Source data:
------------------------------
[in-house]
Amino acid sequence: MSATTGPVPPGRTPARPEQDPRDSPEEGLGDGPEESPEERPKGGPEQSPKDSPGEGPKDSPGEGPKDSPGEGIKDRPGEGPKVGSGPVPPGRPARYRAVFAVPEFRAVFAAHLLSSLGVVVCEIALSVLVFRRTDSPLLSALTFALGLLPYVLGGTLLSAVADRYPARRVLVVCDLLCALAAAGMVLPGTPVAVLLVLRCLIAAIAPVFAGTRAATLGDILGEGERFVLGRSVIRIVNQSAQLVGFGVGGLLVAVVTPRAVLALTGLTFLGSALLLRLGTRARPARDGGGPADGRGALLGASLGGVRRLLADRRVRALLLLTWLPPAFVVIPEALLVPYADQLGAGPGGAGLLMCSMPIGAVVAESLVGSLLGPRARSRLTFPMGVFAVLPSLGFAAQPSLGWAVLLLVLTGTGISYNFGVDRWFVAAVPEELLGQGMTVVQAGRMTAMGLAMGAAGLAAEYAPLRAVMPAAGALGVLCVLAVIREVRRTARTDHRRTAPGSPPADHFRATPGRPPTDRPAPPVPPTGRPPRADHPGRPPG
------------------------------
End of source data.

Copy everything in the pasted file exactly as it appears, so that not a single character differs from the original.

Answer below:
[in-house]
Amino acid sequence: MSATTGPVPPGRTPARPEQDPRDSPEEGLGDGPEESPEERPKGGPEQSPKDSPGEGPKDSPGEGPKDSPGEGIKDRPGEGPKVGSGPVPPGRPARYRAVFAVPEFRAVFAAHLLSSLGVVVCEIALSVLVFRRTDSPLLSALTFALGLLPYVLGGTLLSAVADRYPARRVLVVCDLLCALAAAGMVLPGTPVAVLLVLRCLIAAIAPVFAGTRAATLGDILGEGERFVLGRSVIRIVNQSAQLVGFGVGGLLVAVVTPRAVLALTGLTFLGSALLLRLGTRARPARDGGGPADGRGALLGASLGGVRRLLADRRVRALLLLTWLPPAFVVIPEALLVPYADQLGAGPGGAGLLMCSMPIGAVVAESLVGSLLGPRARSRLTFPMGVFAVLPSLGFAAQPSLGWAVLLLVLTGTGISYNFGVDRWFVAAVPEELLGQGMTVVQAGRMTAMGLAMGAAGLAAEYAPLRAVMPAAGALGVLCVLAVIREVRRTARTDHRRTAPGSPPADHFRATPGRPPTDRPAPPVPPTGRPPRADHPGRPPG